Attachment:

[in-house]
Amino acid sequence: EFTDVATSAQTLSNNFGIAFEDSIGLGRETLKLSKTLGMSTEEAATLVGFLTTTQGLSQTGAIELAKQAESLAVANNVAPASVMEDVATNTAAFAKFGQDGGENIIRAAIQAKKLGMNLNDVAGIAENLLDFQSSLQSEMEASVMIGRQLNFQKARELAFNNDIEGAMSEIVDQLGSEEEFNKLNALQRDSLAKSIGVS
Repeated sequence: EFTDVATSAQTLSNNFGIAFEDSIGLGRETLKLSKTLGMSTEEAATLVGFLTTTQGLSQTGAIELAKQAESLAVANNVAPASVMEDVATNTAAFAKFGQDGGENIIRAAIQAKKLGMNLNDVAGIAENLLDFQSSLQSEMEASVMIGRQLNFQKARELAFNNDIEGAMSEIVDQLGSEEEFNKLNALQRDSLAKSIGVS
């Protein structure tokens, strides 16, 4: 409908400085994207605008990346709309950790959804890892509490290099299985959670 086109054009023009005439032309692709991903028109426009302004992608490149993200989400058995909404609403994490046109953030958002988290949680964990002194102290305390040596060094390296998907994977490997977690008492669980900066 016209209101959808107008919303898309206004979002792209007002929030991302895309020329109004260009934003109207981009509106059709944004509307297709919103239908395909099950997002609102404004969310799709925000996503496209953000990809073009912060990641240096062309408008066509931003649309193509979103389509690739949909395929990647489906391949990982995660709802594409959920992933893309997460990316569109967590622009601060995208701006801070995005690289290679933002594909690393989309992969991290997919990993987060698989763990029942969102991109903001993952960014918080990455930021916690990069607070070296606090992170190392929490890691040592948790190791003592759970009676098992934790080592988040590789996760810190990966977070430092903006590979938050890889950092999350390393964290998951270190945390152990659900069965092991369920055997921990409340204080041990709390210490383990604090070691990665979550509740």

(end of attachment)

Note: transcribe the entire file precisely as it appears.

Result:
[in-house]
Amino acid sequence: EFTDVATSAQTLSNNFGIAFEDSIGLGRETLKLSKTLGMSTEEAATLVGFLTTTQGLSQTGAIELAKQAESLAVANNVAPASVMEDVATNTAAFAKFGQDGGENIIRAAIQAKKLGMNLNDVAGIAENLLDFQSSLQSEMEASVMIGRQLNFQKARELAFNNDIEGAMSEIVDQLGSEEEFNKLNALQRDSLAKSIGVS
Repeated sequence: EFTDVATSAQTLSNNFGIAFEDSIGLGRETLKLSKTLGMSTEEAATLVGFLTTTQGLSQTGAIELAKQAESLAVANNVAPASVMEDVATNTAAFAKFGQDGGENIIRAAIQAKKLGMNLNDVAGIAENLLDFQSSLQSEMEASVMIGRQLNFQKARELAFNNDIEGAMSEIVDQLGSEEEFNKLNALQRDSLAKSIGVS
């Protein structure tokens, strides 16, 4: 409908400085994207605008990346709309950790959804890892509490290099299985959670 086109054009023009005439032309692709991903028109426009302004992608490149993200989400058995909404609403994490046109953030958002988290949680964990002194102290305390040596060094390296998907994977490997977690008492669980900066 016209209101959808107008919303898309206004979002792209007002929030991302895309020329109004260009934003109207981009509106059709944004509307297709919103239908395909099950997002609102404004969310799709925000996503496209953000990809073009912060990641240096062309408008066509931003649309193509979103389509690739949909395929990647489906391949990982995660709802594409959920992933893309997460990316569109967590622009601060995208701006801070995005690289290679933002594909690393989309992969991290997919990993987060698989763990029942969102991109903001993952960014918080990455930021916690990069607070070296606090992170190392929490890691040592948790190791003592759970009676098992934790080592988040590789996760810190990966977070430092903006590979938050890889950092999350390393964290998951270190945390152990659900069965092991369920055997921990409340204080041990709390210490383990604090070691990665979550509740």